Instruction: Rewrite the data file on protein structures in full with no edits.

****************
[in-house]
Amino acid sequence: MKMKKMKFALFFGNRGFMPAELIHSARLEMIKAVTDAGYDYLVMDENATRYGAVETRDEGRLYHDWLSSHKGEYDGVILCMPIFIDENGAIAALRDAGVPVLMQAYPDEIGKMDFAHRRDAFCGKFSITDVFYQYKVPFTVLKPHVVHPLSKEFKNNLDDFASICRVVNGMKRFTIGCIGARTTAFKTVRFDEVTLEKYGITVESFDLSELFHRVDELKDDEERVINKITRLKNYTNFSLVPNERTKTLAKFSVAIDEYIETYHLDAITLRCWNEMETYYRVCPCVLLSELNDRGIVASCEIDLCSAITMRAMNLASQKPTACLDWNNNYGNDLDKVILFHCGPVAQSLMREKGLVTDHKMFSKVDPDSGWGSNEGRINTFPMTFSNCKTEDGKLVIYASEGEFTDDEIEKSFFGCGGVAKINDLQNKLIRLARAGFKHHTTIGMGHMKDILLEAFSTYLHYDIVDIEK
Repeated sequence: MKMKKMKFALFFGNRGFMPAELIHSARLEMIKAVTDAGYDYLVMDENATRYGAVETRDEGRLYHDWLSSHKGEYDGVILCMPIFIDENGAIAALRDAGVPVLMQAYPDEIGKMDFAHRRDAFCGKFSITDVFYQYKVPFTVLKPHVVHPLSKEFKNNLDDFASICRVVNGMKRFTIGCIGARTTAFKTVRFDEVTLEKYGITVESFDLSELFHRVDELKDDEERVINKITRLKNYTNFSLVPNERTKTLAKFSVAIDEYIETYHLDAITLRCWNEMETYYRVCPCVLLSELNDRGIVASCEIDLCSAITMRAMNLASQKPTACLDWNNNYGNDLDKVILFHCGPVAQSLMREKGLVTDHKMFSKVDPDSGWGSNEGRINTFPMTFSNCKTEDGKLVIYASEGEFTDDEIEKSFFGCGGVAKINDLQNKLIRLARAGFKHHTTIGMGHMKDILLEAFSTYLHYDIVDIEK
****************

[in-house]
Amino acid sequence: MKMKKMKFALFFGNRGFMPAELIHSARLEMIKAVTDAGYDYLVMDENATRYGAVETRDEGRLYHDWLSSHKGEYDGVILCMPIFIDENGAIAALRDAGVPVLMQAYPDEIGKMDFAHRRDAFCGKFSITDVFYQYKVPFTVLKPHVVHPLSKEFKNNLDDFASICRVVNGMKRFTIGCIGARTTAFKTVRFDEVTLEKYGITVESFDLSELFHRVDELKDDEERVINKITRLKNYTNFSLVPNERTKTLAKFSVAIDEYIETYHLDAITLRCWNEMETYYRVCPCVLLSELNDRGIVASCEIDLCSAITMRAMNLASQKPTACLDWNNNYGNDLDKVILFHCGPVAQSLMREKGLVTDHKMFSKVDPDSGWGSNEGRINTFPMTFSNCKTEDGKLVIYASEGEFTDDEIEKSFFGCGGVAKINDLQNKLIRLARAGFKHHTTIGMGHMKDILLEAFSTYLHYDIVDIEK
Repeated sequence: MKMKKMKFALFFGNRGFMPAELIHSARLEMIKAVTDAGYDYLVMDENATRYGAVETRDEGRLYHDWLSSHKGEYDGVILCMPIFIDENGAIAALRDAGVPVLMQAYPDEIGKMDFAHRRDAFCGKFSITDVFYQYKVPFTVLKPHVVHPLSKEFKNNLDDFASICRVVNGMKRFTIGCIGARTTAFKTVRFDEVTLEKYGITVESFDLSELFHRVDELKDDEERVINKITRLKNYTNFSLVPNERTKTLAKFSVAIDEYIETYHLDAITLRCWNEMETYYRVCPCVLLSELNDRGIVASCEIDLCSAITMRAMNLASQKPTACLDWNNNYGNDLDKVILFHCGPVAQSLMREKGLVTDHKMFSKVDPDSGWGSNEGRINTFPMTFSNCKTEDGKLVIYASEGEFTDDEIEKSFFGCGGVAKINDLQNKLIRLARAGFKHHTTIGMGHMKDILLEAFSTYLHYDIVDIEK